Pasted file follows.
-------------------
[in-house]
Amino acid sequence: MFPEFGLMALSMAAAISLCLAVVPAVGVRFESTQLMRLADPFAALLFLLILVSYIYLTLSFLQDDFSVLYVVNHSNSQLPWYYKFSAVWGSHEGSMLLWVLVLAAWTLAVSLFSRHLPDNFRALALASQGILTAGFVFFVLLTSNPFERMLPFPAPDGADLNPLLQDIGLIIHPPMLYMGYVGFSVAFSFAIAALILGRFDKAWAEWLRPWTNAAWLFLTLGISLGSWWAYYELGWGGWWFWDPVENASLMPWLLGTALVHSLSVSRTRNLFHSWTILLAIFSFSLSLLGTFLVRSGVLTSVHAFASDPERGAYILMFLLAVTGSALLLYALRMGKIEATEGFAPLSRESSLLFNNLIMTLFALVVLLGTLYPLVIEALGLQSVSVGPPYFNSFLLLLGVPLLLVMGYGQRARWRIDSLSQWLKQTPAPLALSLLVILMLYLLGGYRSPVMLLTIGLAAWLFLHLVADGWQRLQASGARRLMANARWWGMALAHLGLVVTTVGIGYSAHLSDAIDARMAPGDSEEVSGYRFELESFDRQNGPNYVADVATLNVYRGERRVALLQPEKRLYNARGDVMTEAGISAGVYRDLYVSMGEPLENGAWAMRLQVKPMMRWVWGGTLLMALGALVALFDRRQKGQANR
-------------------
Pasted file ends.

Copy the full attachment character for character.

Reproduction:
[in-house]
Amino acid sequence: MFPEFGLMALSMAAAISLCLAVVPAVGVRFESTQLMRLADPFAALLFLLILVSYIYLTLSFLQDDFSVLYVVNHSNSQLPWYYKFSAVWGSHEGSMLLWVLVLAAWTLAVSLFSRHLPDNFRALALASQGILTAGFVFFVLLTSNPFERMLPFPAPDGADLNPLLQDIGLIIHPPMLYMGYVGFSVAFSFAIAALILGRFDKAWAEWLRPWTNAAWLFLTLGISLGSWWAYYELGWGGWWFWDPVENASLMPWLLGTALVHSLSVSRTRNLFHSWTILLAIFSFSLSLLGTFLVRSGVLTSVHAFASDPERGAYILMFLLAVTGSALLLYALRMGKIEATEGFAPLSRESSLLFNNLIMTLFALVVLLGTLYPLVIEALGLQSVSVGPPYFNSFLLLLGVPLLLVMGYGQRARWRIDSLSQWLKQTPAPLALSLLVILMLYLLGGYRSPVMLLTIGLAAWLFLHLVADGWQRLQASGARRLMANARWWGMALAHLGLVVTTVGIGYSAHLSDAIDARMAPGDSEEVSGYRFELESFDRQNGPNYVADVATLNVYRGERRVALLQPEKRLYNARGDVMTEAGISAGVYRDLYVSMGEPLENGAWAMRLQVKPMMRWVWGGTLLMALGALVALFDRRQKGQANR